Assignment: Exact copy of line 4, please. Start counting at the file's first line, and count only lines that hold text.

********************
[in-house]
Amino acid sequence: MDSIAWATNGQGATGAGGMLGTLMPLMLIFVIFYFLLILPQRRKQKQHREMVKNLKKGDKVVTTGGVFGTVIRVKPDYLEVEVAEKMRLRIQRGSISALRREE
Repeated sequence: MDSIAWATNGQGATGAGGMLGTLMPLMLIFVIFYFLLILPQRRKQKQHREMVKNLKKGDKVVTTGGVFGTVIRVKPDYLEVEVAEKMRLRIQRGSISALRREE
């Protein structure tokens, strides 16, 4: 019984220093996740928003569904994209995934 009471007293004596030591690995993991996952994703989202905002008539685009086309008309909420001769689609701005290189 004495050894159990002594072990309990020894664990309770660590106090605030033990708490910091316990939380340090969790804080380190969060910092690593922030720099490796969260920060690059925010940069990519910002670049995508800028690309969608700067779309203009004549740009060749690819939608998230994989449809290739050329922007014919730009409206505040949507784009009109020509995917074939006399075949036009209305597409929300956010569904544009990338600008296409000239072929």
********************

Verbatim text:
């Protein structure tokens, strides 16, 4: 019984220093996740928003569904994209995934 009471007293004596030591690995993991996952994703989202905002008539685009086309008309909420001769689609701005290189 004495050894159990002594072990309990020894664990309770660590106090605030033990708490910091316990939380340090969790804080380190969060910092690593922030720099490796969260920060690059925010940069990519910002670049995508800028690309969608700067779309203009004549740009060749690819939608998230994989449809290739050329922007014919730009409206505040949507784009009109020509995917074939006399075949036009209305597409929300956010569904544009990338600008296409000239072929």